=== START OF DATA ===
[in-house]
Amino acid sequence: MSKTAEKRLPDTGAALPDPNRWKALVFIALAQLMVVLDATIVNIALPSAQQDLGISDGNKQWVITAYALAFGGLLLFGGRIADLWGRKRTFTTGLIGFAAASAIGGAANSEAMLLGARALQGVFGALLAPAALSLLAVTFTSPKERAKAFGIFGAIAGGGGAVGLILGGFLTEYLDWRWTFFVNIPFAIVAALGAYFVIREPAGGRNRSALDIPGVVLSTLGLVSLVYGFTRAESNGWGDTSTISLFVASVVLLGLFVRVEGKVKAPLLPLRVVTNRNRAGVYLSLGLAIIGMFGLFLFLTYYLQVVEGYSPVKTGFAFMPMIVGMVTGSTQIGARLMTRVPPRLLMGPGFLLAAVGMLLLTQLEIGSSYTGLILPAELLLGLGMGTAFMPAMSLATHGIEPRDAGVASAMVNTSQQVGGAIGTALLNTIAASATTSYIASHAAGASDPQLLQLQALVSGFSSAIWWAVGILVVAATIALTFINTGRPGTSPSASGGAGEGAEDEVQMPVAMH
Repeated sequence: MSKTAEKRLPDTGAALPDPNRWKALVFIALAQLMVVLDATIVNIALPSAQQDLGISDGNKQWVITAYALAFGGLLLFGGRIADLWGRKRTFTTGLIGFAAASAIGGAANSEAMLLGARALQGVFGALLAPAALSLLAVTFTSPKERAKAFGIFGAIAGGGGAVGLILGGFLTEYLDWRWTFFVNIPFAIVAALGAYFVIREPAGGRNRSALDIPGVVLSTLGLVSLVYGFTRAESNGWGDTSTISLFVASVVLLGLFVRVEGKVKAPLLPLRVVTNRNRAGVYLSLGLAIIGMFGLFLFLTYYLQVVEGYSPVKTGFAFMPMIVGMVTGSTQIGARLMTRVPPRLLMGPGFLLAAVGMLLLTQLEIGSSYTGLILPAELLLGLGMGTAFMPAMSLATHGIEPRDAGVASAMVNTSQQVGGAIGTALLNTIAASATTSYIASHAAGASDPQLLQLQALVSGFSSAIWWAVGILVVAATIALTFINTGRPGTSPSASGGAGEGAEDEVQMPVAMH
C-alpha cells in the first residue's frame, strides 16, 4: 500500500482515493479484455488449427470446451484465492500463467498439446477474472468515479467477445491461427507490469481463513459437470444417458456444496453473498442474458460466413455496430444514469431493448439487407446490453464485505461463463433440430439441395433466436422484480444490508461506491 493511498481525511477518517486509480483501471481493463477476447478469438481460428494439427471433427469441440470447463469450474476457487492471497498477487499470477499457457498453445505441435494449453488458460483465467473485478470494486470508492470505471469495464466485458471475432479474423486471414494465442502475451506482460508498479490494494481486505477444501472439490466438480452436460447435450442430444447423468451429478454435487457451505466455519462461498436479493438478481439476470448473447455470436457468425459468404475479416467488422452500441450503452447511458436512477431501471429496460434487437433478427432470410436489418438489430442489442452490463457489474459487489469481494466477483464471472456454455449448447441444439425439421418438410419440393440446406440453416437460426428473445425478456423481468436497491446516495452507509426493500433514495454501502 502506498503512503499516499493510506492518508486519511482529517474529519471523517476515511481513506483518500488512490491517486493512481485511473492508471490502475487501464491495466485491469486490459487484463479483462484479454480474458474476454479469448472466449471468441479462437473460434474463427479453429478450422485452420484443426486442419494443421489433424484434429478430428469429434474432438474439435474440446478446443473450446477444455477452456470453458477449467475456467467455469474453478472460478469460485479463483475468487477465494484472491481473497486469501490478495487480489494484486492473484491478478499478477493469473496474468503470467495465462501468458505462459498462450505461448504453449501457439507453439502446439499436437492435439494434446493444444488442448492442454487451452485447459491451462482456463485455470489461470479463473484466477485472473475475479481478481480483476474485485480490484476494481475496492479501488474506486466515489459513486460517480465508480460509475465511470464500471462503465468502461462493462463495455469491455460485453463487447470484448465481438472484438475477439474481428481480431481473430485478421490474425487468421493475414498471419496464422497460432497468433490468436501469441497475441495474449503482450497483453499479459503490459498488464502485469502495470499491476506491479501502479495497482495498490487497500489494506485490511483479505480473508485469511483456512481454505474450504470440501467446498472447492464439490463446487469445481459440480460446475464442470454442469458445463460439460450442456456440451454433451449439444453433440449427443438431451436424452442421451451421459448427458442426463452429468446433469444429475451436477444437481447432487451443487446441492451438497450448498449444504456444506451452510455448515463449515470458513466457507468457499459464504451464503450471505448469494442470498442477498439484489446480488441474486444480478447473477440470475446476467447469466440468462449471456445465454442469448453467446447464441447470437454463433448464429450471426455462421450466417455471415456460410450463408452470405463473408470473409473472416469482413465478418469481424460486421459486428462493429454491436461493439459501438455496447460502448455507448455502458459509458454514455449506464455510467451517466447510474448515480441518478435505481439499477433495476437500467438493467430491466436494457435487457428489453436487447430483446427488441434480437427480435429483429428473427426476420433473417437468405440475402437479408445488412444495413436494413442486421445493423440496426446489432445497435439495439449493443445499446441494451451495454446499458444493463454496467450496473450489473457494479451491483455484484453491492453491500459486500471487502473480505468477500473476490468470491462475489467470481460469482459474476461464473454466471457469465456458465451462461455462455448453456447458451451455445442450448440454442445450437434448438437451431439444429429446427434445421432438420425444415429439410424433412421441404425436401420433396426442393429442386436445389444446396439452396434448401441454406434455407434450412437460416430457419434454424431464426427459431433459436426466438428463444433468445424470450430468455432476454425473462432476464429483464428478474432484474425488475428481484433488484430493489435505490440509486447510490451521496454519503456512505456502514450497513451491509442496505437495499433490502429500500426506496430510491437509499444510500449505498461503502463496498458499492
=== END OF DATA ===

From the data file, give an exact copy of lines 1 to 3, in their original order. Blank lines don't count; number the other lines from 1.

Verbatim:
[in-house]
Amino acid sequence: MSKTAEKRLPDTGAALPDPNRWKALVFIALAQLMVVLDATIVNIALPSAQQDLGISDGNKQWVITAYALAFGGLLLFGGRIADLWGRKRTFTTGLIGFAAASAIGGAANSEAMLLGARALQGVFGALLAPAALSLLAVTFTSPKERAKAFGIFGAIAGGGGAVGLILGGFLTEYLDWRWTFFVNIPFAIVAALGAYFVIREPAGGRNRSALDIPGVVLSTLGLVSLVYGFTRAESNGWGDTSTISLFVASVVLLGLFVRVEGKVKAPLLPLRVVTNRNRAGVYLSLGLAIIGMFGLFLFLTYYLQVVEGYSPVKTGFAFMPMIVGMVTGSTQIGARLMTRVPPRLLMGPGFLLAAVGMLLLTQLEIGSSYTGLILPAELLLGLGMGTAFMPAMSLATHGIEPRDAGVASAMVNTSQQVGGAIGTALLNTIAASATTSYIASHAAGASDPQLLQLQALVSGFSSAIWWAVGILVVAATIALTFINTGRPGTSPSASGGAGEGAEDEVQMPVAMH
Repeated sequence: MSKTAEKRLPDTGAALPDPNRWKALVFIALAQLMVVLDATIVNIALPSAQQDLGISDGNKQWVITAYALAFGGLLLFGGRIADLWGRKRTFTTGLIGFAAASAIGGAANSEAMLLGARALQGVFGALLAPAALSLLAVTFTSPKERAKAFGIFGAIAGGGGAVGLILGGFLTEYLDWRWTFFVNIPFAIVAALGAYFVIREPAGGRNRSALDIPGVVLSTLGLVSLVYGFTRAESNGWGDTSTISLFVASVVLLGLFVRVEGKVKAPLLPLRVVTNRNRAGVYLSLGLAIIGMFGLFLFLTYYLQVVEGYSPVKTGFAFMPMIVGMVTGSTQIGARLMTRVPPRLLMGPGFLLAAVGMLLLTQLEIGSSYTGLILPAELLLGLGMGTAFMPAMSLATHGIEPRDAGVASAMVNTSQQVGGAIGTALLNTIAASATTSYIASHAAGASDPQLLQLQALVSGFSSAIWWAVGILVVAATIALTFINTGRPGTSPSASGGAGEGAEDEVQMPVAMH